Police Psychology: Intrinsic Heart Rate – A Landmark for the Ability to Engage in Rational Thought
by Doug Gentz, Ph.D. – Psychological Services
Your intrinsic (inherent) heart rate is how fast your heart would beat when you are calm and at rest if it wasn’t slowed down to your (observed) resting rate by your vagus nerve. Your resting heart rate is best measured when you’re comfortably laying down and relaxed. The “normal” resting rate for a healthy, young adult ranges from about 60 to 85 beats per minute (bpm), slightly higher on average for females than males. Individuals with well conditioned cardiovascular systems may have lower resting rates, often less than 60 bpm.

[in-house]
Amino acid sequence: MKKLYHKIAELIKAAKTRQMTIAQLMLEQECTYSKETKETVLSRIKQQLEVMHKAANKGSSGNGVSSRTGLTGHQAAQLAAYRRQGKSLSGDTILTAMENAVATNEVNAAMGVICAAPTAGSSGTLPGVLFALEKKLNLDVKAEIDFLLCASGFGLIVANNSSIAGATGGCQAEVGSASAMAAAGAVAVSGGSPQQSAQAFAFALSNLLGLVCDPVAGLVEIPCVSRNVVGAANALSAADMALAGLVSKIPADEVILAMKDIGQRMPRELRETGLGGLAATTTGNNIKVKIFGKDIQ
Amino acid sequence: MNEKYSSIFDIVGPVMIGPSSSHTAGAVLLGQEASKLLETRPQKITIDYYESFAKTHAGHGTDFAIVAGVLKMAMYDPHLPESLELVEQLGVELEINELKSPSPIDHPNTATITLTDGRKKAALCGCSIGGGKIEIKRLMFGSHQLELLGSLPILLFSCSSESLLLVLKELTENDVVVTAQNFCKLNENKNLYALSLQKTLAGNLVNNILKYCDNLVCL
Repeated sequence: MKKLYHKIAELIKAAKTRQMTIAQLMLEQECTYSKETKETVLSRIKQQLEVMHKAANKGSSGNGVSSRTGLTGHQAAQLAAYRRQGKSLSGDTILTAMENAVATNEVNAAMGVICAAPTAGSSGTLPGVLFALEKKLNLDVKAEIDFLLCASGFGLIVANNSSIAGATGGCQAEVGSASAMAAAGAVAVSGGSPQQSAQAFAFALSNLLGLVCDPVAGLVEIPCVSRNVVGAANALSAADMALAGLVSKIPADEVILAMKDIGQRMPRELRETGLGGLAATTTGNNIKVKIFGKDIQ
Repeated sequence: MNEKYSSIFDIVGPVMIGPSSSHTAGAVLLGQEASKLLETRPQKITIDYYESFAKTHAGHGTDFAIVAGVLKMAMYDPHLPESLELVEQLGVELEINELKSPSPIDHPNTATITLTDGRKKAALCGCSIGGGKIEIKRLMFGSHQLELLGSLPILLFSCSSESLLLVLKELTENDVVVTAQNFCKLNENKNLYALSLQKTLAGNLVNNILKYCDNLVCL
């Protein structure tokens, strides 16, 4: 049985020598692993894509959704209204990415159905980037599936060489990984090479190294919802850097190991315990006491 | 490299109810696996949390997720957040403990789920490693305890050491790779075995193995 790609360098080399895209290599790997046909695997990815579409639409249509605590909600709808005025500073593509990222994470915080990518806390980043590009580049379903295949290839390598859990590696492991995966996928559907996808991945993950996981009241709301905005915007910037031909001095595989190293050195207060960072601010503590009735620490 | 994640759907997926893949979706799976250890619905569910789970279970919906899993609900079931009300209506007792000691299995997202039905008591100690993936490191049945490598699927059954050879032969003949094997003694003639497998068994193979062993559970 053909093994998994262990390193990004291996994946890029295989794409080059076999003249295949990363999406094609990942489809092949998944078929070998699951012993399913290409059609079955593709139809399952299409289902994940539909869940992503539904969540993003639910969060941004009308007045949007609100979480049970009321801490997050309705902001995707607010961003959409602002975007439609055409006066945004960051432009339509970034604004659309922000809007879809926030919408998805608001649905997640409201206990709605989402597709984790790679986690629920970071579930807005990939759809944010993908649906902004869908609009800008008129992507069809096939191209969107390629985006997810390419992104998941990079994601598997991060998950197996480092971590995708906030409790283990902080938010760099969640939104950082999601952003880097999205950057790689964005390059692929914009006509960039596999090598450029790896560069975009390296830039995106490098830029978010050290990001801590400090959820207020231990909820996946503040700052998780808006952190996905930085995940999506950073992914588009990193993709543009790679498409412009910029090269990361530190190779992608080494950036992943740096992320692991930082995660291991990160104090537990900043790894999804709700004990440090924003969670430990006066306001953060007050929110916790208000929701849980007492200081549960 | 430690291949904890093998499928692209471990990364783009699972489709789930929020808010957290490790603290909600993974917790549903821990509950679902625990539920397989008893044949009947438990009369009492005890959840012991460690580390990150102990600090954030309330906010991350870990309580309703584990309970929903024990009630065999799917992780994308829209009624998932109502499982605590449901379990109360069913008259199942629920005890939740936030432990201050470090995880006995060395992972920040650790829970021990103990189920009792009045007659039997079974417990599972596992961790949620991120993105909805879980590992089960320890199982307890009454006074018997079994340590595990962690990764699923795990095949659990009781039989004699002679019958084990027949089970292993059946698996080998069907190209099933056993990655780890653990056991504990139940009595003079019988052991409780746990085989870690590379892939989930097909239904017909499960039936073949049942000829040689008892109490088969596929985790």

Let’s start with two systems in your body — the Sympathetic Nervous System (SNS) and the Parasympathetic Nervous System (PSNS). The sympathetic nervous system raises you up, pumps blood to your muscles, makes you heart rate go up, releases acid in your stomach to chew up the food, makes you breathe shallow and quick and all stuff so you can fight or flight. It throws your brain into the mode that causes tunnel vision, so it affect everything. Now you can’t just keep going up and up, so the parasympathetic nervous system calms you down. It releases the different hormones and stuff that calms all the body down so you can relax. They work in conjunction with each other to regulate your body and make it a mean fighting machine, or a run fast and get away from the Tyrannosaurs Rex running machine.